Every Nigerian knows not to give praise prematurely. The minute you give thanks for being supplied electricity, you suffer a power outage. It is a science.
The Nigerian National Petroleum Corporation (NNPC) seems to not be aware of this rule.
Last week, NNPC claimed Nigeria’s oil output which was at a 30-year low, was on the rise following repairs and cessation of attacks by Niger Delta Avengers.
In response, the Avengers -whose origin you can read all about here – took to Twitter on Sunday to announce what their ‘strikers’ had been up to during the week. Their account, @NDAvengers has since been suspended.
On Friday, to celebrate the start of the weekend, an NNPC owned pipeline connected to the Warri refinery was blown.
Saturday night saw NPDC -an NNPC subsidiary – operated Batan Flow Station lose two lines to the militants.
And although the Lord rested on Sunday, the Niger Delta Avengers didn’t. Chevron facilities close to Abiteye flow station were the victims of the group’s Sunday attacks.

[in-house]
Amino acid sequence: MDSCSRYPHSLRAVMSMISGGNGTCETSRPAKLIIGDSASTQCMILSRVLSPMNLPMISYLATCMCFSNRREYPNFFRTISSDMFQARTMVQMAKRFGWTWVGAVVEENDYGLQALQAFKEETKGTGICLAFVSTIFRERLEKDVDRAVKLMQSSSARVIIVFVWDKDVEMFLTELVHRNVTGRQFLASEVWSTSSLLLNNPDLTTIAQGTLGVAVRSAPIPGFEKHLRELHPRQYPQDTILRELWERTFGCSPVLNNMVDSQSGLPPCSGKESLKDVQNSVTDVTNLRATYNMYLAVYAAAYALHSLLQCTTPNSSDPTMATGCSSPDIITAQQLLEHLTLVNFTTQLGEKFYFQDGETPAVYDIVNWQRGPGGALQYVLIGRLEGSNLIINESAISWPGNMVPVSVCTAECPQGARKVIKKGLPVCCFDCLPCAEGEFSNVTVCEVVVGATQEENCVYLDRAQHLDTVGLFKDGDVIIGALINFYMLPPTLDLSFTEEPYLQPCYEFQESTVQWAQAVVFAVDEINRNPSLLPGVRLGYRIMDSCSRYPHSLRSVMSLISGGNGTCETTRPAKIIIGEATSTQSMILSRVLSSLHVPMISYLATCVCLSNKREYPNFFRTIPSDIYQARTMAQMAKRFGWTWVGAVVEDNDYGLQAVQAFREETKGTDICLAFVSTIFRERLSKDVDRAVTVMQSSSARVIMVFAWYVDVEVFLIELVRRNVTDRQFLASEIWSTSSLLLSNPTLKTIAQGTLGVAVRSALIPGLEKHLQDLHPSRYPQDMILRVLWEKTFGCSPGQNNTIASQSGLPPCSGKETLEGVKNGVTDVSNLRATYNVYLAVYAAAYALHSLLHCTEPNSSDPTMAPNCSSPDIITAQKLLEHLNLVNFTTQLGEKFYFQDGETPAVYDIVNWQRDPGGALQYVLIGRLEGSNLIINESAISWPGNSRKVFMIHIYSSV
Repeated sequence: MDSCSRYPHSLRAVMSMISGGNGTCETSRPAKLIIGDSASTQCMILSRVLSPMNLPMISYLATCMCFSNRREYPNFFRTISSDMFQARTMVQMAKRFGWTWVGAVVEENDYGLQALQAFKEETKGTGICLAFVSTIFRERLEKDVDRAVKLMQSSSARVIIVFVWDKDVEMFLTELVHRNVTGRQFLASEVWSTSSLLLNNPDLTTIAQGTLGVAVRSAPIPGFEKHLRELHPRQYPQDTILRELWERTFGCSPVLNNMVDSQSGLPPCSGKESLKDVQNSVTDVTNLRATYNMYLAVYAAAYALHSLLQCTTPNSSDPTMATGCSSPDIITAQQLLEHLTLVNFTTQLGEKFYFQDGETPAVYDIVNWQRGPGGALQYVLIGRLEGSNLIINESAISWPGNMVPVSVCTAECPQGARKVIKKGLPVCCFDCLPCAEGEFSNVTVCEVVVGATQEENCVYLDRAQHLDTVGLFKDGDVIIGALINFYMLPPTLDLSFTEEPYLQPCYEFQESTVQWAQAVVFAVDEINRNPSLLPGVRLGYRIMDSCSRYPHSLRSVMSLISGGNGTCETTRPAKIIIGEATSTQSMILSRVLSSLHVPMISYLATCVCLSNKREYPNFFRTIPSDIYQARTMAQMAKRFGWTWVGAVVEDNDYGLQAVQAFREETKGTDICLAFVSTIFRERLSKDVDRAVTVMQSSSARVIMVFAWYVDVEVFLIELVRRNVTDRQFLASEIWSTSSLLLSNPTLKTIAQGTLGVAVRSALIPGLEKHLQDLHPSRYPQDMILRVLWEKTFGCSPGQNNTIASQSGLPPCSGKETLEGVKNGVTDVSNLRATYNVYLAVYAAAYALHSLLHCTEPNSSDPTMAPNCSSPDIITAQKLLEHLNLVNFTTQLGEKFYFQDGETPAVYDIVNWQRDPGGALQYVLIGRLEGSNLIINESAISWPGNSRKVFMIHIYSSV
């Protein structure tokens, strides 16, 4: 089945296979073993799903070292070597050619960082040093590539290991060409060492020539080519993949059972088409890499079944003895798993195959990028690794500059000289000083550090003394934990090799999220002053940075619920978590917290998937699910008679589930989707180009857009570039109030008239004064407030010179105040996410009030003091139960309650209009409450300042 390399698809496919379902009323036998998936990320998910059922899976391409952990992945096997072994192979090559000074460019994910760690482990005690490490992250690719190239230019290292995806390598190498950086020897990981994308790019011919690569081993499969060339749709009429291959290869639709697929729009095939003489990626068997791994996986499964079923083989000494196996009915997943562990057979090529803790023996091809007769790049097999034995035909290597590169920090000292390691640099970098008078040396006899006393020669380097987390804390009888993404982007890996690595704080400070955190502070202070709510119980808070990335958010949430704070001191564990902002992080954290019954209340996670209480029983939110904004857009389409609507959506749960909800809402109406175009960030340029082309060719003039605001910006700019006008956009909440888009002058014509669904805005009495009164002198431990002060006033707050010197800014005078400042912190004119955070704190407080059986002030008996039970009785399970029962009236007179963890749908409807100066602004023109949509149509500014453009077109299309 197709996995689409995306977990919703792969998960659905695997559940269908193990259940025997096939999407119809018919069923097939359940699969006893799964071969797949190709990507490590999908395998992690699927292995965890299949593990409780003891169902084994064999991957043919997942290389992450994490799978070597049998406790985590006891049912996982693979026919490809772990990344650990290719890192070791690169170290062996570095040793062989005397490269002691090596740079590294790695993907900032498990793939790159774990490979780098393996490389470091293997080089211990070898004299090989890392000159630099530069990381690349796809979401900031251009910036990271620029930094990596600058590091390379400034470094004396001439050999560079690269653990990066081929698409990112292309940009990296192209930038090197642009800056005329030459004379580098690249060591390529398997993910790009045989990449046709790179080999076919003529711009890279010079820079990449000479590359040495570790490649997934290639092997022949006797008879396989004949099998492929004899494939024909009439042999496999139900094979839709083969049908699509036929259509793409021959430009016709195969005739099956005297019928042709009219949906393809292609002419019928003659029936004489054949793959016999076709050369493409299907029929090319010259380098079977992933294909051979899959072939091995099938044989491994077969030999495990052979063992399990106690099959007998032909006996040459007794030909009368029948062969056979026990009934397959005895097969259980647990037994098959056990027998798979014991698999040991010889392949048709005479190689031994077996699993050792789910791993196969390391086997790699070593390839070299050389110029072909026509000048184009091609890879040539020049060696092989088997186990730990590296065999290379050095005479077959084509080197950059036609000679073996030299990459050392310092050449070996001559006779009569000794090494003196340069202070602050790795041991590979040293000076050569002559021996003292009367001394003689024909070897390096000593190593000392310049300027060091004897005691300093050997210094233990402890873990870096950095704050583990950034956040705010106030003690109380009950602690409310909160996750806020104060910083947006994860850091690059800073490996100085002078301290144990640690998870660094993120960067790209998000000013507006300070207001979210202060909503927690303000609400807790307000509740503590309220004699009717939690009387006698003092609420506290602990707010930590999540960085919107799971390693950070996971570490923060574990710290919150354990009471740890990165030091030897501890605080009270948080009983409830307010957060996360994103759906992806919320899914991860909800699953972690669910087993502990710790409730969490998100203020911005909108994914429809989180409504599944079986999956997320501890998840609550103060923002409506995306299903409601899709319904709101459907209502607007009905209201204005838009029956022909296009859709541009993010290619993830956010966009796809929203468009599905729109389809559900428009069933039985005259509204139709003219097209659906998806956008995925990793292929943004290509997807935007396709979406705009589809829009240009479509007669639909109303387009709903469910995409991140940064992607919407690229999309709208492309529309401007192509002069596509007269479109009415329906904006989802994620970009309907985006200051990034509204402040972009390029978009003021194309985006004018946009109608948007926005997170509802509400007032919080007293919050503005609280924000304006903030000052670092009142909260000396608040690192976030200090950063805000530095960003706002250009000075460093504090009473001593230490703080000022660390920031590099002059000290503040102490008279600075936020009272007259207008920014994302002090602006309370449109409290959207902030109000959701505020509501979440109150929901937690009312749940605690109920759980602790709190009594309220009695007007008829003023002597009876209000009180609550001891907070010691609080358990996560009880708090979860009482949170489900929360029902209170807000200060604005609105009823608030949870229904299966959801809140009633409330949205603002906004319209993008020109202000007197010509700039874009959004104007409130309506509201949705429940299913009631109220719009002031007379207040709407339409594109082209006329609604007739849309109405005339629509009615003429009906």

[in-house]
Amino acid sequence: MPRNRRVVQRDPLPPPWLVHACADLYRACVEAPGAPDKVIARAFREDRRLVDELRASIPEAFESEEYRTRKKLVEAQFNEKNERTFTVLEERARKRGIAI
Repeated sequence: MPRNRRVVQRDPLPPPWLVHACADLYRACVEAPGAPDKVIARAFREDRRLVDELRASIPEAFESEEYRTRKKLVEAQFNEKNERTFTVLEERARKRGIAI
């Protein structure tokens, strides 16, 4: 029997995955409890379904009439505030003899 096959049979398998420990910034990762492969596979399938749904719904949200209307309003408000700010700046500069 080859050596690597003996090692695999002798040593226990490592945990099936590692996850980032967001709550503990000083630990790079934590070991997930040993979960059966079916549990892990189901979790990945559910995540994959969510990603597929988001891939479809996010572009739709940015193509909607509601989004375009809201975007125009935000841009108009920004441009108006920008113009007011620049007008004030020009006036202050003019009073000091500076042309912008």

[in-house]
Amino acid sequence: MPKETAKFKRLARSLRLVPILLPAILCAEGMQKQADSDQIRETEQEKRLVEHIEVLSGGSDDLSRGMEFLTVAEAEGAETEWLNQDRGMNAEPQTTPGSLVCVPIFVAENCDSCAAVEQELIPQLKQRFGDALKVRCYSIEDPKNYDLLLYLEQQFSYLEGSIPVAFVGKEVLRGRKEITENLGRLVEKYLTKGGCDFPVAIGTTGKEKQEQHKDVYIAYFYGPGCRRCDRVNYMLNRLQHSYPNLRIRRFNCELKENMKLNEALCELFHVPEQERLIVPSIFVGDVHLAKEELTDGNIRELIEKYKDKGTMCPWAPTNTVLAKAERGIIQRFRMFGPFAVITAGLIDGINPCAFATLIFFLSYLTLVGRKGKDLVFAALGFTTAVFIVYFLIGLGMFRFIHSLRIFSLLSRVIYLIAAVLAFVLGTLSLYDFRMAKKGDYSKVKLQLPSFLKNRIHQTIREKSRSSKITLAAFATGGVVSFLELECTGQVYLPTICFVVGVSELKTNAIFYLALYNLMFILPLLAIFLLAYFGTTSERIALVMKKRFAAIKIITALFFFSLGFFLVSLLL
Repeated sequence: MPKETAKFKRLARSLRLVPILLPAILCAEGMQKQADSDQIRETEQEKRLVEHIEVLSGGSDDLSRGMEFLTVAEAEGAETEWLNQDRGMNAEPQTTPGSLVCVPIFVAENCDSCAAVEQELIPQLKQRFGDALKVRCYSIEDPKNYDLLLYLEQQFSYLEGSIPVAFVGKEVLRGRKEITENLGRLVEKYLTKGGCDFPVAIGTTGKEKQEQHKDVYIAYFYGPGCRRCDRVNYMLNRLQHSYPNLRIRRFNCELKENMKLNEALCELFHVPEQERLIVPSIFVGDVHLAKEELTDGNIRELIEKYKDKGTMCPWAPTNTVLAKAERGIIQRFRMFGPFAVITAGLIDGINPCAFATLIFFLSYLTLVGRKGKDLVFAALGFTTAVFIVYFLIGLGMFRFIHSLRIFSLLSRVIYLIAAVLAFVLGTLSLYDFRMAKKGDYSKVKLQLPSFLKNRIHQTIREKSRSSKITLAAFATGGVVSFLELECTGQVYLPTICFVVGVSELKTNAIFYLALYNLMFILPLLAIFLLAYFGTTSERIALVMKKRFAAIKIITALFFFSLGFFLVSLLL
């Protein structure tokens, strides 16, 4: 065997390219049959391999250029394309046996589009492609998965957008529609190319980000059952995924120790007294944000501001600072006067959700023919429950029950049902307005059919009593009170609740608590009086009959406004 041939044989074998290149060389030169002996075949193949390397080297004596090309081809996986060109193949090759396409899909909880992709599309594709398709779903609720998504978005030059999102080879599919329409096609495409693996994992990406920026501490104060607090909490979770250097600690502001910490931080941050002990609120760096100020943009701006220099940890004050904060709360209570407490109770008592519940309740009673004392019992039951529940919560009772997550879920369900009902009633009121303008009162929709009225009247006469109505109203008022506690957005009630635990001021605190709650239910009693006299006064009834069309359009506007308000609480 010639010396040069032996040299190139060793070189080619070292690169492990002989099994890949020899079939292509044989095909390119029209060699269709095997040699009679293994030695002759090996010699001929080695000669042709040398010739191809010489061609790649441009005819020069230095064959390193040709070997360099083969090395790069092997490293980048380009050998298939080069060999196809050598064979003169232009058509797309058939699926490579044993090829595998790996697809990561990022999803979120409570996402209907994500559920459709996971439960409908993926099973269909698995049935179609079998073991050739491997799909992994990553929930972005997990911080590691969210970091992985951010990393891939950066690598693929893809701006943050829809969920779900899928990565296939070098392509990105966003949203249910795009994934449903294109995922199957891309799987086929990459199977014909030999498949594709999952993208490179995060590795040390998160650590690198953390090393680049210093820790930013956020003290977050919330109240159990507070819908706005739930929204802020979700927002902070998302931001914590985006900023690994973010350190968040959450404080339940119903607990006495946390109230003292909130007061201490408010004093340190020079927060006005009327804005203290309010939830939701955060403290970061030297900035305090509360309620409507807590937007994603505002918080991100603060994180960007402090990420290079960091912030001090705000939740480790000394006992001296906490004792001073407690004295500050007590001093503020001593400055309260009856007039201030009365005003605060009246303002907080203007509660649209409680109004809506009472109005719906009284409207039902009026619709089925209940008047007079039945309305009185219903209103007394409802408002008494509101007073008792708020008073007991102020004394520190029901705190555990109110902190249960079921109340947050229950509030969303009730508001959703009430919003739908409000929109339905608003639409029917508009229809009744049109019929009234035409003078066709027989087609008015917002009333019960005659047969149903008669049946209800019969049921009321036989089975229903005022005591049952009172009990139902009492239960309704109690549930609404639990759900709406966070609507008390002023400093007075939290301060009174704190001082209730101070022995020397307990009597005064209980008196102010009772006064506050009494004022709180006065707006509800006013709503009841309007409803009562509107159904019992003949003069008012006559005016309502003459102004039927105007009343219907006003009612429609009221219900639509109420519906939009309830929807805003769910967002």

All of these attacks were confirmed by NNPC spokesman Garba Deen Muhammad. In a classic non helpful spokesman statement, he said, “Government will not be detterred in finding a lasting solution to this problem”.
On Thursday, a meeting between President Muhammad Buhari and Niger Delta community leaders was held. Following that, Ijaw Youth Council’s Eric Omare said “the government has not taken any practical steps towards resolving the issue”. He also urged the Avengers not to carry out any more attacks to give room for constructive dialogue.
The Niger Delta Avengers have previously stated that they would only engage in dialogue when their demands are met. Chief amongst which is a larger appropriation of oil generated revenue to host communities and a clean up of the polluted region.
The clean up of polluted Niger Delta regions flagged off in May 2016 by a typical Nigerian speech giving, ribbon cutting ceremony in Ogoni land will not commence until 2017 or later.
Legborsi Pyagbara, President of the Movement for the Survival of the Ogoni People (MOSOP) told Guardian Nigeria, logistics challenge and infrastructural gaps, were reasons for the delay. The training of indigenes to take part in the clean up was cited as another reason for the delay.
The Minister of Environment, Amina Mohammed, meanwhile, has called for patience, as government sets about laying the foundation for the clean up.
Whether this delay will result in more victory tweets by the militant group and a further decline of the nation’s oil production remains unseen.